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This American Revolutionary Literature Unit is common core aligned with detailed lesson plans included for easy day by day instructions!
The unit includes 9 Power Points, 11 handouts, and a unit test.
The Power Points cover the following:
The causes of the American Revolution-This information should simply be review for all eleventh grade students. However, we discuss the causes to ensure students understand the speeches that will be read regarding this historical event.
An introduction to the Age of Reason-Students needs to understand the evolution of literature and the corresponding birth of our nation. As students listen to the information provided, they will easily see how the change in ideas and values spurred so many educated colonists to cry for independence.
Rhetoric according to Aristotle – It is also during this time period when many speeches were given as a way to rally support for independence. Students need to understand what makes many of these speeches so persuasive thus a bit of ancient history is required.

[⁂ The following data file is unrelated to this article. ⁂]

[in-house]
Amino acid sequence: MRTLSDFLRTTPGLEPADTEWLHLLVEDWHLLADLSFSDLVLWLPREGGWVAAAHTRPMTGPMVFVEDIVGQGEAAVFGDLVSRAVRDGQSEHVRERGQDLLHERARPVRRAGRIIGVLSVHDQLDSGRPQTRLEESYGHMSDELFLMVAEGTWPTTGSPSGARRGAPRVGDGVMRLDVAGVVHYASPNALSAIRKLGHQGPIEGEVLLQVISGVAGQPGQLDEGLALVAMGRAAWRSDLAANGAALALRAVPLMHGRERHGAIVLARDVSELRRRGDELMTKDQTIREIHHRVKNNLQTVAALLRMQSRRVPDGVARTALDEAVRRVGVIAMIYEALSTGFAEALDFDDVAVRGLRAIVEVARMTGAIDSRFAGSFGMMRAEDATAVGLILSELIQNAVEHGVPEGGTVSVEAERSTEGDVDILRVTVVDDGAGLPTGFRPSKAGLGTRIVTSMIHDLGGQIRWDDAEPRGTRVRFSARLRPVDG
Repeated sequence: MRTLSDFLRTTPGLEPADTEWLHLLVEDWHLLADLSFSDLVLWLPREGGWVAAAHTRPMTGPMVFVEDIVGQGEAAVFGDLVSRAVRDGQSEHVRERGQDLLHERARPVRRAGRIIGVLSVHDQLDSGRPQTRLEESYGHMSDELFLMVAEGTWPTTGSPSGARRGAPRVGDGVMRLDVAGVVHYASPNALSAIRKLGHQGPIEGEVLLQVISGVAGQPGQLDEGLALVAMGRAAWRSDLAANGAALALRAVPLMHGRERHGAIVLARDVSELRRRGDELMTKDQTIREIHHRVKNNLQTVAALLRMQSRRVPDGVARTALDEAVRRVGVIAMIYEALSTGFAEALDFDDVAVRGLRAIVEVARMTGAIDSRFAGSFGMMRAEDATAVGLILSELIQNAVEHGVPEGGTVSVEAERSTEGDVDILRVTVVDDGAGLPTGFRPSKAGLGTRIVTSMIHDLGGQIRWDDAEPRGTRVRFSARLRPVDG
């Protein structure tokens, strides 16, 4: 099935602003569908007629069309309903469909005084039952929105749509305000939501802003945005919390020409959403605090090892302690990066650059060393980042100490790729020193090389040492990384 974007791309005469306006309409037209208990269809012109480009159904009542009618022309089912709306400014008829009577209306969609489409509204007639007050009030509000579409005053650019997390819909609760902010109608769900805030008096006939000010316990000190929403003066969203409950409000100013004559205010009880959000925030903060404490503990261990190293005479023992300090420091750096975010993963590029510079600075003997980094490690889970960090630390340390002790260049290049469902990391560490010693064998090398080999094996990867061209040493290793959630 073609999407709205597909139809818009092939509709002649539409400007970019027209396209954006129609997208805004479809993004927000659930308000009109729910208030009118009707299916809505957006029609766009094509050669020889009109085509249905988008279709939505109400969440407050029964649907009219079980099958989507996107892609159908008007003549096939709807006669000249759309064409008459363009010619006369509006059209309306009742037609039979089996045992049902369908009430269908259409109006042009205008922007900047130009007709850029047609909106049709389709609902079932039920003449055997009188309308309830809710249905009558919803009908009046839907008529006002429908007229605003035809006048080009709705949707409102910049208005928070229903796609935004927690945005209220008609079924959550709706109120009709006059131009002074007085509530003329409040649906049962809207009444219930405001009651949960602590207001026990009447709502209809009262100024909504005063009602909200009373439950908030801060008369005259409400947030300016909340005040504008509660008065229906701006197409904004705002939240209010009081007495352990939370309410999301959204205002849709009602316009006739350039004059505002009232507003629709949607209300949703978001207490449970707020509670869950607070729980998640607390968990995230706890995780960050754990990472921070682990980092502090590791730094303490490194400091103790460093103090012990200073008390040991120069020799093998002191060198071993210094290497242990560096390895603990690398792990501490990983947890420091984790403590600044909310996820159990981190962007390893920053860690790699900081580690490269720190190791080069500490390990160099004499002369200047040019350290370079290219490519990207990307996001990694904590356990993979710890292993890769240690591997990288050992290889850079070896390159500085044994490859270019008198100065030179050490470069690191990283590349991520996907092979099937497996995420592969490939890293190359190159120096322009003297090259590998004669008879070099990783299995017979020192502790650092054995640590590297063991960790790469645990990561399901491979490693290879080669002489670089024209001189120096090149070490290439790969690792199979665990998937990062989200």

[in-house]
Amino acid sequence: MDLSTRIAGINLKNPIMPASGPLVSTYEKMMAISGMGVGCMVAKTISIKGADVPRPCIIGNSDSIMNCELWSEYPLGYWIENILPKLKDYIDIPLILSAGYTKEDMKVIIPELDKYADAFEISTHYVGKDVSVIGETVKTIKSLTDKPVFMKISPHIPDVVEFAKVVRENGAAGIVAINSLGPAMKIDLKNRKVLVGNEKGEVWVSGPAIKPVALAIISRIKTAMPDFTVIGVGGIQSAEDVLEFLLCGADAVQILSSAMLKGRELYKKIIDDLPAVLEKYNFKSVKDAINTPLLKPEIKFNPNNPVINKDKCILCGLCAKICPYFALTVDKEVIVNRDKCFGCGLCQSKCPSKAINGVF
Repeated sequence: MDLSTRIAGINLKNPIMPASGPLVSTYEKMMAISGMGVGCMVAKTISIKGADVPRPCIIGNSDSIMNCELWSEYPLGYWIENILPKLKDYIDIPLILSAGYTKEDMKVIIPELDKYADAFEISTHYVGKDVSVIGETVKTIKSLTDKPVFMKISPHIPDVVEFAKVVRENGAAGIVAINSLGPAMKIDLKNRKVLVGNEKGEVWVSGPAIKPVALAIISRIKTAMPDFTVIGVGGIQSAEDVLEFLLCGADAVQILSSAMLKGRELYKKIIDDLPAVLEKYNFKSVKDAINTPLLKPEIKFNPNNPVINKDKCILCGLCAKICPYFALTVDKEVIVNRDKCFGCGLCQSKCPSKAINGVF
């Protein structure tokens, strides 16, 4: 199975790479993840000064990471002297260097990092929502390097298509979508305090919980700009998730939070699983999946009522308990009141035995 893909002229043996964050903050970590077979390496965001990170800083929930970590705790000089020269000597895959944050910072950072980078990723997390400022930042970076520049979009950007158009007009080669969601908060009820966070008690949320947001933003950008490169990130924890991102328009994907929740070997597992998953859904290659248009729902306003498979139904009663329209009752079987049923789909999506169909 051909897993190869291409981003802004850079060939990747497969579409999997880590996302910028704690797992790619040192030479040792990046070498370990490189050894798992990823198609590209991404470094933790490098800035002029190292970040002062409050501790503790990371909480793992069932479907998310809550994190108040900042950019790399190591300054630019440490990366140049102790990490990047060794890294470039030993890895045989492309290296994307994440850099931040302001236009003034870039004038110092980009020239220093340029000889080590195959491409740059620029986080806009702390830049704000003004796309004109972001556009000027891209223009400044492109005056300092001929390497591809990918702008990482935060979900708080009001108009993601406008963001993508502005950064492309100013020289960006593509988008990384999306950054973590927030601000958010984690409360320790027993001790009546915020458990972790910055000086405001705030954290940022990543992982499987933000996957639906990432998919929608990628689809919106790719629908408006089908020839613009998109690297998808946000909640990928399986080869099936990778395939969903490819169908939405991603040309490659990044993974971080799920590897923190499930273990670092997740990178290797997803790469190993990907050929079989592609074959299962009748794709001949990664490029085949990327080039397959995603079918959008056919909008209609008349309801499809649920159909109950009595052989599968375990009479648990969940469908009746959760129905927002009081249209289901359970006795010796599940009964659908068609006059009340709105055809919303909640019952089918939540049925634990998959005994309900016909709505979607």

Samuel Adam’s American Independence – This excerpt is read to give students an idea of how ethos, pathos, and logos are utilized and what affect each has on the speech and the listeners.
Patrick Henry’s Speech to the Second Virginia Convention –An awesome speech that can pump up even the most apathetic student. With this speech, I allow my students to view the YouTube video so students hear the passion of Henry that resonates with listeners even today.
Thomas Paine’s Crisis No. 1 – Another wonderful speech that really gives students a strong dose of pathos to help them understand how the militia were able to defeat such a strong, professional British army.
Thomas Jefferson’s Declaration of Independence – True, most students find this document quite boring yet we read it as a requirement of Common Core and because it is an important piece of historical literature. Students do enjoy writing their own declarations against homework though!
Elizabeth Cady’s Declaration of Sentiments-This is optional. I enjoy teaching it to further allow students to understand gender expectations during this time.
Students will be introduced to rhetorical devices such as pathos, ethos, and logos. There are also discussion questions and activities included.
One of my students’ favorite activities for this unit is the student debate. Students love to argue! The assignment is included!
***Please note that the literature used in this unit is based on the Glencoe "American Literature" book.
***ALL COPIES OF THE HISTORICAL LITERATURE HAS BEEN ADDED TO AID THOSE WITHOUT THE GLENCOE TEXTBOOK.
THIS UNIT CAN BE TAUGHT WITHOUT THE USE OF THE TEXTBOOK!